Military Wiki
An early model T-84 tank—later versions have reactive armour integrated more smoothly with the hull.
Type Main battle tank
Place of origin Ukraine
Service history
In service 1999–present
Used by See Users
Production history
Designer KMDB
Designed 1993–94
Manufacturer Malyshev Factory
Produced 1994–present
Specifications (T-80[1])
Weight 46 tonnes
Length 7.086 m (23 ft 3 in)
Width 3.775 m (12 ft 5 in)
Height 2.215 m (7 ft 3 in)
Crew 3

Elevation +13°, -6°

Armour Steel, composite, ERA
KBA-3 125 mm smoothbore gun (43 rds)
7.62 mm KT-7.62 coaxial machine gun
12.7 mm KT-12.7 anti-aircraft machine gun
Engine KMDB 6TD-2 6-cylinder diesel
1,200 hp (890 kW)
Power/weight 26 hp/tonne
Suspension Torsion-bars, hydraulic dampers
Ground clearance 0.515 m (1 ft 8.3 in)
Fuel capacity 1,300 l (290 imp gal; 340 US gal)
540 km (340 mi)
Speed 65 km/h (40 mph) - 70 km/h (43 mph)

The T-84 is a Ukrainian main battle tank, a development of the Soviet T-80 main battle tank. It was first built in 1994 and entered service in the Ukrainian Armed Forces in 1999. The T-84 is based on the diesel-engined T-80 version, the T-80UD. Its high-performance opposed piston engine makes it one of the fastest MBTs in the world, with a power-to-weight ratio of about 26 horsepower per tonne (19 kW/t). The T-84 Oplot is an advanced version incorporating an armoured ammunition compartment in a new turret bustle; ten of these entered Ukrainian service in 2001. The T-84-120 Yatagan is a prototype model intended for export, mounting a 120 mm gun capable of firing standard NATO ammunition and guided missiles.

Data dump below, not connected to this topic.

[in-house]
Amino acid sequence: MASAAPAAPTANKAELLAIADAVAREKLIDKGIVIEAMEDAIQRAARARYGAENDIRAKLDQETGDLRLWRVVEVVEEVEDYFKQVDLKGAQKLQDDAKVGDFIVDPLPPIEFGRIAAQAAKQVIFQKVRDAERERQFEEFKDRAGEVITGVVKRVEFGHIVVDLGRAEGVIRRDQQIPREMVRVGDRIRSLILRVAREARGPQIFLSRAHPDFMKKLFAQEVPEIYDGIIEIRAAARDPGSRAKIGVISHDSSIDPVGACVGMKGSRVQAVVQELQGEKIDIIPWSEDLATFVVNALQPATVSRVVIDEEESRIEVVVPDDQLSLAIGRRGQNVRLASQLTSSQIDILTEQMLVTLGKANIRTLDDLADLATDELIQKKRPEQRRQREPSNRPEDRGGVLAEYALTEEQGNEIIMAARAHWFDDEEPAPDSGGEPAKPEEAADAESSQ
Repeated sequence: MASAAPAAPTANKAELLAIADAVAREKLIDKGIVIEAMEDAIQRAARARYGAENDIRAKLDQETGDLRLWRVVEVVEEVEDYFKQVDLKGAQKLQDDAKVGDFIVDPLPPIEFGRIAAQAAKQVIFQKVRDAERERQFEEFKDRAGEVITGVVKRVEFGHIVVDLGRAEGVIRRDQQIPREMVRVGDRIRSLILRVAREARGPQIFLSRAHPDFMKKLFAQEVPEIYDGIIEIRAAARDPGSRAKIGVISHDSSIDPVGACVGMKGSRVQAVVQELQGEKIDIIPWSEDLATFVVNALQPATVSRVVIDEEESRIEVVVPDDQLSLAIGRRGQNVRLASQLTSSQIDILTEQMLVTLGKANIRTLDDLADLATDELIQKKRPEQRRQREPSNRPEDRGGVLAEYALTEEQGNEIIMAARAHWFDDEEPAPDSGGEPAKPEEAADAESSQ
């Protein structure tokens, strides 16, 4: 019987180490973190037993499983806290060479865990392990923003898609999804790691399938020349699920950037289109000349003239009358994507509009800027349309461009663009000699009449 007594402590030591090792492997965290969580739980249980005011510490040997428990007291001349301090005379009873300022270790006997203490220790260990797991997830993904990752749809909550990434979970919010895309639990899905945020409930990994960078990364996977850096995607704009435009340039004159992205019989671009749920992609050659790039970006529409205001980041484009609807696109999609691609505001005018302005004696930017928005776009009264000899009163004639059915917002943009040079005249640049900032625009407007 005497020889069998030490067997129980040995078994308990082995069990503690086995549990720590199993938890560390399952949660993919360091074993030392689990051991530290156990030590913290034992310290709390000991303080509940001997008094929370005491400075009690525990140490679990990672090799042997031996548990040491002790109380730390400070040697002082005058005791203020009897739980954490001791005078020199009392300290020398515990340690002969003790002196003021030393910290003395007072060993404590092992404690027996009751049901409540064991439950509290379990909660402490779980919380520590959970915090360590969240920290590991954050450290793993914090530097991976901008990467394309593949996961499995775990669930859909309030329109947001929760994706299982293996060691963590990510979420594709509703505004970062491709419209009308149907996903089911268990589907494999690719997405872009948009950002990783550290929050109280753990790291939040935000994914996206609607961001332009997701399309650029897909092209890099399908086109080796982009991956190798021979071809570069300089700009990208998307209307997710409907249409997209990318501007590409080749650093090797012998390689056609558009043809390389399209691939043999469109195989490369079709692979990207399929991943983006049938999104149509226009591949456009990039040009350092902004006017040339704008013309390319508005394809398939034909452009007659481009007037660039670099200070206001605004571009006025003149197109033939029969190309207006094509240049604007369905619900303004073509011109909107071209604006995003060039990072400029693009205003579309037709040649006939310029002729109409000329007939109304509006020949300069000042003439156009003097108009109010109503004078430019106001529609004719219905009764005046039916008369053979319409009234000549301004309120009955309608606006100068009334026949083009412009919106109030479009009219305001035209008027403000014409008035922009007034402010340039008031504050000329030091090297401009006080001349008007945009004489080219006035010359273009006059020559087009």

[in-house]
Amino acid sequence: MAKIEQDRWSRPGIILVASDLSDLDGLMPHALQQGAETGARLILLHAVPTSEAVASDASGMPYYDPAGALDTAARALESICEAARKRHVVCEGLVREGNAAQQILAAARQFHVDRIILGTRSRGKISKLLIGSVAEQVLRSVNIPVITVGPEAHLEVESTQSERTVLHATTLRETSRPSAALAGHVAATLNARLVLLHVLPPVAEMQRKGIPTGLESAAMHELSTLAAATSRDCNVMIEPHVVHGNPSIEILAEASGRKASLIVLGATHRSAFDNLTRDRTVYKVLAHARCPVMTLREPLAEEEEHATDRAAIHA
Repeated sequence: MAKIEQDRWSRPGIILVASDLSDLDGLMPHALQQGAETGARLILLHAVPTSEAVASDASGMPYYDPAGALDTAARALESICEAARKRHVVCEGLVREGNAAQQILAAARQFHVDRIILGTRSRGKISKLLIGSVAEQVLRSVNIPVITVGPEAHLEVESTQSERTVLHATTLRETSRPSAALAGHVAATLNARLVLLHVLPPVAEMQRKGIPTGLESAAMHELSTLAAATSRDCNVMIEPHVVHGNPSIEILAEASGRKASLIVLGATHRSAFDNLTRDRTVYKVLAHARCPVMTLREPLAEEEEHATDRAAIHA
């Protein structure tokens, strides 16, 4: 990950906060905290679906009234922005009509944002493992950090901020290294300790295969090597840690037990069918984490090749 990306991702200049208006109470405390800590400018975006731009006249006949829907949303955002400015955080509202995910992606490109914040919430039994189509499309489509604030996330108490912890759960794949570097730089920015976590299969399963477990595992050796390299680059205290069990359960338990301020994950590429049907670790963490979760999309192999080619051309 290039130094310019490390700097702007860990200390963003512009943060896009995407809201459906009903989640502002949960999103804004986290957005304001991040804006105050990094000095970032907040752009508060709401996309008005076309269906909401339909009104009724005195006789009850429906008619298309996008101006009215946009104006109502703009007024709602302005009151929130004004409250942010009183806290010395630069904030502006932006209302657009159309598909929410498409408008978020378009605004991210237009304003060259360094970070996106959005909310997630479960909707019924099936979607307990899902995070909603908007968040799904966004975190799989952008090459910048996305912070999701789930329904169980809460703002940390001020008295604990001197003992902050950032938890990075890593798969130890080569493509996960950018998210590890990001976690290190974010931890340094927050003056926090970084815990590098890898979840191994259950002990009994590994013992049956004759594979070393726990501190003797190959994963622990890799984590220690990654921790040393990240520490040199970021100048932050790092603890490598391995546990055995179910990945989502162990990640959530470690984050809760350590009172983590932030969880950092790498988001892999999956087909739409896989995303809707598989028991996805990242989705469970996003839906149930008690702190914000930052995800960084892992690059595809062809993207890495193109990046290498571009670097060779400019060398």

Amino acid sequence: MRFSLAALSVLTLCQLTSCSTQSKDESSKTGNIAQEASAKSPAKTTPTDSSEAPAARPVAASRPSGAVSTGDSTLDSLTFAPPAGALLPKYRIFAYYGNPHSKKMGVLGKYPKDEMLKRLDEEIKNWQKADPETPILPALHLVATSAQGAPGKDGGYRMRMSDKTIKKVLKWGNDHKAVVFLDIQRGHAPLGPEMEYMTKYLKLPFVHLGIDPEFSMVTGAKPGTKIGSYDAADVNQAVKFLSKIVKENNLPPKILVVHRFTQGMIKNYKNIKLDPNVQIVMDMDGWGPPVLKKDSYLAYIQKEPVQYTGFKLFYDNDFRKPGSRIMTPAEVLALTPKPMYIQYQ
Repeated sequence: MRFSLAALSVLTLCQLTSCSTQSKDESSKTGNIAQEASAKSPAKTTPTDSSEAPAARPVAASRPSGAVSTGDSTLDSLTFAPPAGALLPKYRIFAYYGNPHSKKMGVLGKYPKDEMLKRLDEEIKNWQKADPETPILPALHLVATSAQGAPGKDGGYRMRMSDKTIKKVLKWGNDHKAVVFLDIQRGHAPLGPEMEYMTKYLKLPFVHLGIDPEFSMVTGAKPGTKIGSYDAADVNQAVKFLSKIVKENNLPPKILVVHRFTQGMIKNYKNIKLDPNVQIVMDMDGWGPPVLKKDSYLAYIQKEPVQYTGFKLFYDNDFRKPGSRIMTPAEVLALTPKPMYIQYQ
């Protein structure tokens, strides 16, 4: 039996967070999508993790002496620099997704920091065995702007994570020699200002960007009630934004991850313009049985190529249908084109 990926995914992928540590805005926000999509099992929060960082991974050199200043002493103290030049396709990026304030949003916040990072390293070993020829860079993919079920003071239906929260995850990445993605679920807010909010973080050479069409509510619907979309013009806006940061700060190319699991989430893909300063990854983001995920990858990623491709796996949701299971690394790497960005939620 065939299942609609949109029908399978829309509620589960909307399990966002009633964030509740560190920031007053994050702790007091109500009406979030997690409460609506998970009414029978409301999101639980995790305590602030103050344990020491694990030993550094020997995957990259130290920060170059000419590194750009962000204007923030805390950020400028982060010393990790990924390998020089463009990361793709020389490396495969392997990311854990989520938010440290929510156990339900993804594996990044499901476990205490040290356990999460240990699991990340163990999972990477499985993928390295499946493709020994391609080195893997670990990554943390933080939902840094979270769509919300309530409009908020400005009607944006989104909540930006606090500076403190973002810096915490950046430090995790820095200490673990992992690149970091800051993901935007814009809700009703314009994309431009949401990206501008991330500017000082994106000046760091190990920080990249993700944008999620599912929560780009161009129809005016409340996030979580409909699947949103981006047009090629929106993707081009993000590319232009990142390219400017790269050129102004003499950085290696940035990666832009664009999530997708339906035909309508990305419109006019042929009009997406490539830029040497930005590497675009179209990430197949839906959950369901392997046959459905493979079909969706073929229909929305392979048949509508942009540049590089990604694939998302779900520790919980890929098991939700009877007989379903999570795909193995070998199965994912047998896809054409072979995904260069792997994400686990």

Production history

BM Oplot-M guided onto a tank transporter.

The T-84 is the latest Ukrainian development of the T-80 series, designed by KMDB in Kharkiv. A main design objective was to make Ukraine's arms industry independent of Russia's, after resulting difficulties in fulfilling a contract to supply T-80UD tanks to Pakistan.[2][3] An external difference from earlier models is the new Ukrainian welded turret, replacing the T-80's Russian-built cast turret (some T-80s shipped to Pakistan were fitted with the T-84 welded turret, but lack other T-84 improvements).[4]

The T-84's outstanding feature is the 26 hp/t power-to-weight ratio. It has inherited the nickname Flying Tank from the T-80. The tank is also designed to perform well in hot climates, and even includes an air-conditioned crew compartment (operating temperature range is claimed to be −40 °C to 55 °C).

Due to the collapse of Soviet Union, the Malyshev Factory was no longer able to obtain ceramic armour modules from Russia and only the initial batch of T-84 were produced with such. Instead, later batches of T-84's composite armour is composed of special purpose rubber sandwiched between steel and alloy plates. The exclusion of ceramic plate from the tank's armour may indicate downgraded protection compared to older models.[5]

Ukraine has demonstrated several upgraded prototypes of this tank, intended for both domestic employment and international sale.

Operational history


The first T-84 prototype vehicle rolled out in 1994, and in the same year it was decided to build several more vehicles. They were subjected to extensive company and army trials. After successful completion of the extensive trials programme in the late 1990s the T-84 MBT entered service with the Ukrainian Army in 1999.[6] On 24 August 2000, 10 T-84 MBTs took part in the parade dedicated to the 10th anniversary of Ukraine's independence.[7]